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Travel Log

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Frequent Flying Is a Privilege

Chris Cloud notes all is not well in frequent flyer programs, aka Nickel 'N' Dime Land:

"In March American Experess started charging a fee per point (up to $50) for transfer of Membership Awards points to frequent flier miles. Diner's Club also tacks on $.95 for every 1,000 miles redeemed throught its Club Rewards program."

Olivier Travers | November 1, 2004 | Trends | Permanent link | Comments (1)
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Health Travel on the Rise

the pic and caption are just for good fun, ok?
Redone with parts from
12 different countries

A stream of articles during the last few weeks and months shows there's a growing trend to kill two birds with one stone and get some medical procedure done while traveling abroad. In some cases medical care is the main goal of the trip, leisure coming only as a bonus. Even accounting for the cost of flight and lodging there are significant savings to be made.

Western Europeans enjoy cheaper plastic surgery and dental work in Central Europe countries which have recently joined the European Union such as Poland and Hungary, since EU membership simplifies things from an insurance coverage perspective (Molvanîa however seems left behind again). Meanwhile, India and Thailand seem to attract significant attention from Asian and even American patients (it was not reported whether these were considered to be Benedict Arnolds by John Kerry). Don't forget to import your post-surgery drugs from Canada for a fully-globalized healthcare experience.

Now for the educational part:

Olivier Travers | November 1, 2004 | Travel Ideas | Permanent link | Comments (3)
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Woman Leaves for Vacation, Returns to Find a Stranger Moved In

And you are?
I didn't leave the
lights on, did I?

You're supposed to come back from a vacation rested and free from stress, ready to get back to a productive schedule. Georgia resident Beverly Mitchell wasn't so lucky. She took a 2-1/2 trip to Greece only to arrive home and find that some nut had moved into her house, was wearing her clothes, had changed the utility bill to her name and redecorated the place to suit her tastes. Police say they'd never seen anything like it. CNN reports.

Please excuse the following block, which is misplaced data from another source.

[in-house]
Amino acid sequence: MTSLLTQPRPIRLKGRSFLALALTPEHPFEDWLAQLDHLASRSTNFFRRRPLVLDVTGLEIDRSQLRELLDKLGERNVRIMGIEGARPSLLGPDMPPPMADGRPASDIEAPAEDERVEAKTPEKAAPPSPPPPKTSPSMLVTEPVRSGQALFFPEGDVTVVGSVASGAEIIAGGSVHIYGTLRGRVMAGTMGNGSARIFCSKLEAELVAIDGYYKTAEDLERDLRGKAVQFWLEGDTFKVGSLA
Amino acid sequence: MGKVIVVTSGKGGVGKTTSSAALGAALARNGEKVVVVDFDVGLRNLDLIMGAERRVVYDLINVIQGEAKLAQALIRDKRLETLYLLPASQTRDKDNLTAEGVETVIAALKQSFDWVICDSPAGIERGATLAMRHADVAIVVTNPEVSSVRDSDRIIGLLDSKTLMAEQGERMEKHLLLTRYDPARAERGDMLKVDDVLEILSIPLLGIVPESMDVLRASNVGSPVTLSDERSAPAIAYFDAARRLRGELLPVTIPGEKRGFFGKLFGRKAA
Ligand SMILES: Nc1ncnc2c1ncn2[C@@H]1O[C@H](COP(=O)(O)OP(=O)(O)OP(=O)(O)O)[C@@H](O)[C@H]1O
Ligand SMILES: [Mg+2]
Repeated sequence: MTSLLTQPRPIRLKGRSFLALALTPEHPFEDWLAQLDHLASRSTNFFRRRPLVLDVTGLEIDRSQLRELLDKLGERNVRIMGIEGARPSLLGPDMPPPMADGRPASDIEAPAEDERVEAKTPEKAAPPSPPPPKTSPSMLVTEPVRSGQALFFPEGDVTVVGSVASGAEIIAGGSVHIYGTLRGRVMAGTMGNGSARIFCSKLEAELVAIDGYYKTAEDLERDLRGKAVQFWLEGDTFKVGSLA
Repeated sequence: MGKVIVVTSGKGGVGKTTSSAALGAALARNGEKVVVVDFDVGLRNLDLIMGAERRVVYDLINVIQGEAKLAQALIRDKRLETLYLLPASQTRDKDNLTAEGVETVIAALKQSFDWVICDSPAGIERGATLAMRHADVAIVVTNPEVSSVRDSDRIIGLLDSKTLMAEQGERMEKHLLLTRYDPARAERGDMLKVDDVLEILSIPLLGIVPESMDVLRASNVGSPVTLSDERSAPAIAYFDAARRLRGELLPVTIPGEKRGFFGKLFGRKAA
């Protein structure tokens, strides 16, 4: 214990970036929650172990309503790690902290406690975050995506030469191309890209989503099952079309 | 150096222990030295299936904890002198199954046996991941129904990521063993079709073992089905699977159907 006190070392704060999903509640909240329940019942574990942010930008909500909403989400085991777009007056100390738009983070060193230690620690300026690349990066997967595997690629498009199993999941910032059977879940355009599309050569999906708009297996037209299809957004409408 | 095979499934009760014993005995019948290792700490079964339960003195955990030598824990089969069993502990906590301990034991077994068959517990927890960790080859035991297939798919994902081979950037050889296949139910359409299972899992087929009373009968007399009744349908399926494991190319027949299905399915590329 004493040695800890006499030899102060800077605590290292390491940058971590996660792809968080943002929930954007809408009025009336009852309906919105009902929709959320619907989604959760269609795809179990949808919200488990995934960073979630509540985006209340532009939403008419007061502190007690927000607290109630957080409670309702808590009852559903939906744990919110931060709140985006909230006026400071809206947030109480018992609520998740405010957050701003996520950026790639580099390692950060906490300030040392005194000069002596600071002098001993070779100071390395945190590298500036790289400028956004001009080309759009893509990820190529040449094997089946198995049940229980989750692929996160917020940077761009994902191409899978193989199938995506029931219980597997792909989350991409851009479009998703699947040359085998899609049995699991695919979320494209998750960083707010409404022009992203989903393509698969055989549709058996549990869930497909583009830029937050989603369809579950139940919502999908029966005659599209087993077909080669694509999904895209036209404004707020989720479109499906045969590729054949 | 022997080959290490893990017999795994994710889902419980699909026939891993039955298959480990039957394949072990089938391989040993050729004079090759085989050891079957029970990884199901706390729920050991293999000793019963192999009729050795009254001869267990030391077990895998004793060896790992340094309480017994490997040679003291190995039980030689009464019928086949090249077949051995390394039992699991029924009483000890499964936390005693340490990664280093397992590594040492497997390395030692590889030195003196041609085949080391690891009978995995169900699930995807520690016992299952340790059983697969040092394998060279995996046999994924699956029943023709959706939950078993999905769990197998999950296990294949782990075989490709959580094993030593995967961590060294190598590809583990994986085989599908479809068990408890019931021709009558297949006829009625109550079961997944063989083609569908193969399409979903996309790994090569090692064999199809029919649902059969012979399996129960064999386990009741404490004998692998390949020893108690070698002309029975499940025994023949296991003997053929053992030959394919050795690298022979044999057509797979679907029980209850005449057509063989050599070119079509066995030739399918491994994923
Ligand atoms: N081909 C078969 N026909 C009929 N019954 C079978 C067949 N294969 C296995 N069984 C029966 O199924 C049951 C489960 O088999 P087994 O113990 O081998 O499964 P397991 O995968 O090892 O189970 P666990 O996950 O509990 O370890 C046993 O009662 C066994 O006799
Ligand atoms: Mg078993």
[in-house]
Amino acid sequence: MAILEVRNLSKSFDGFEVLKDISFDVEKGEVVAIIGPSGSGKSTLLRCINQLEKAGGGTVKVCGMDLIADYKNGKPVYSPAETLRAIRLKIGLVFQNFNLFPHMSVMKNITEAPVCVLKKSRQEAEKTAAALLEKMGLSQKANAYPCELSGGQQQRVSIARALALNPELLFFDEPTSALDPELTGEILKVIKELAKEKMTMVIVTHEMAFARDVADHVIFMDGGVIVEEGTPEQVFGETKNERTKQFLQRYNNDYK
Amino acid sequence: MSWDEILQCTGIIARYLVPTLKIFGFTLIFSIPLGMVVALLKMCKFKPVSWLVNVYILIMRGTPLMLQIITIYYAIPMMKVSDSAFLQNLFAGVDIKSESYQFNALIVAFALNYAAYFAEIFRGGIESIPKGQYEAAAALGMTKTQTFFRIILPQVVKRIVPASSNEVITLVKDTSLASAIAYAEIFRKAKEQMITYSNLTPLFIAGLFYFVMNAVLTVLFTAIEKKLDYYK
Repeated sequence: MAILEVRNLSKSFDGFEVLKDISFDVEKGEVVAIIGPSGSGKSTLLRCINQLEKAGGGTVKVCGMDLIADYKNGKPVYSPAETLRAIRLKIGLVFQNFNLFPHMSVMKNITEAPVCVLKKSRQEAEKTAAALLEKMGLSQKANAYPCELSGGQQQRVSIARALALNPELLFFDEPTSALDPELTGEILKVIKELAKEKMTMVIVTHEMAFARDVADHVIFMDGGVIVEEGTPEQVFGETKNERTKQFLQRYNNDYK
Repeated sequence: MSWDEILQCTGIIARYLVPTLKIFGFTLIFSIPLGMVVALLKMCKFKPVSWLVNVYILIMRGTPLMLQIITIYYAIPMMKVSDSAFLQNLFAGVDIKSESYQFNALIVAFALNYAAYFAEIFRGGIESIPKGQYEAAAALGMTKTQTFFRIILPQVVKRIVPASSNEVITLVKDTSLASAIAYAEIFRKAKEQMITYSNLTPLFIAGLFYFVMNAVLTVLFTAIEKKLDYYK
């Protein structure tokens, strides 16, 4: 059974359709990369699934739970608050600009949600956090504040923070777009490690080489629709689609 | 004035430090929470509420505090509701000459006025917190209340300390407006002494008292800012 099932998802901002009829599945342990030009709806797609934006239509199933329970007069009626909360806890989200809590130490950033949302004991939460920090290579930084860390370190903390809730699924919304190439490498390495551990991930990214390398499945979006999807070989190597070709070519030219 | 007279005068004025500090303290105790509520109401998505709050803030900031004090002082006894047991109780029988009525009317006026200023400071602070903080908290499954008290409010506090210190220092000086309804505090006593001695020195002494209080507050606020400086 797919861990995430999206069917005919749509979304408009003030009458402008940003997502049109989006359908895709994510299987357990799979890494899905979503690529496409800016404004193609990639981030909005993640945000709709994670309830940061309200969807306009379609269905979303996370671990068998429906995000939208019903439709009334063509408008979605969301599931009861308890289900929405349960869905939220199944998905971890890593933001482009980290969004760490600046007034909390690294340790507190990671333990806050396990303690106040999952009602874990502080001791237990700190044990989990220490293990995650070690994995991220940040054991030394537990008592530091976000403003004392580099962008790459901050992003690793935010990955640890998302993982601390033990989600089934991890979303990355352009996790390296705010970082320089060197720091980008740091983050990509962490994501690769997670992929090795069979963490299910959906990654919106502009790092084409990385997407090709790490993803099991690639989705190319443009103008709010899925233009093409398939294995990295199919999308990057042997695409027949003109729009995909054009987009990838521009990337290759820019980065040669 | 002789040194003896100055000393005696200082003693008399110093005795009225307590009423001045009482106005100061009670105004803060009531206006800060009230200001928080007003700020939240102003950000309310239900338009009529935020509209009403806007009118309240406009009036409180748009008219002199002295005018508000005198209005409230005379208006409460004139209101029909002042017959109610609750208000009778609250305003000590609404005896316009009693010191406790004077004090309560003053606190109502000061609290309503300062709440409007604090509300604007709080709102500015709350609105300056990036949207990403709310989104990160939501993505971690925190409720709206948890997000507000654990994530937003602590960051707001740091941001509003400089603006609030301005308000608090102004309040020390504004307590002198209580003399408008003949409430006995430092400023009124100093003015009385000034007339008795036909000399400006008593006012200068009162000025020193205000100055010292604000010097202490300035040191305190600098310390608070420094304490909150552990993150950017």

Rick Bruner | October 30, 2004 | News | Permanent link | Comments (1)
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Look Smart, Buy Cheap

Did you know Indonesia is at a crossroads?
Look at me.
I'm reading The Economist.

CNN lists ways to achieve the best travel deal. I didn't know you could "achieve deals," but CNN has professional editors and I learnt English as a second language, so who am I to criticize?

Among other things, you are advised to buy cheap tickets on overcrowded flights but to look the part for a business upgrade. That, a fresh breath, fluent use of polysyllabic language and not ostentatiously staring at the check-in personnel's sexual parts will get you a long way to an upgrade. Notice how I myself obviously fully qualify. Thanks CNN for the precious insight.

Olivier Travers | October 29, 2004 | Advice | Permanent link | Comments (6)
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Molvanîa, a Jetlag Travel Guide

Molvania

Amusing faux travel guide: Molvanîa: A land untouched by modern dentistry. From Jetlag Travel Guides, "Taking you places you don't want to go." The book appears to be not-so-loosely based on Romania, in my estimation. From the back cover:

Molvania, birthplace of the polka and the whooping cough, is often overlooked as a tourist destination, but thanks to this updated Jetlag Travel Guide, the keen visitor can now enjoy one of Eastern Europe's best-kept secrets...WHEN TO GO: Those wanting a quieter, less-crowded experience might consider visiting in the "off season" periods such as winter or during the Lutenblag Jazz Festival. WHERE TO EAT: Cafe Cravben is run by a married couple — if the arguments from the kitchen are anything to go by — and the menu is changed frequently. Unfortunately, the same cannot be said of the table linen.
And so on.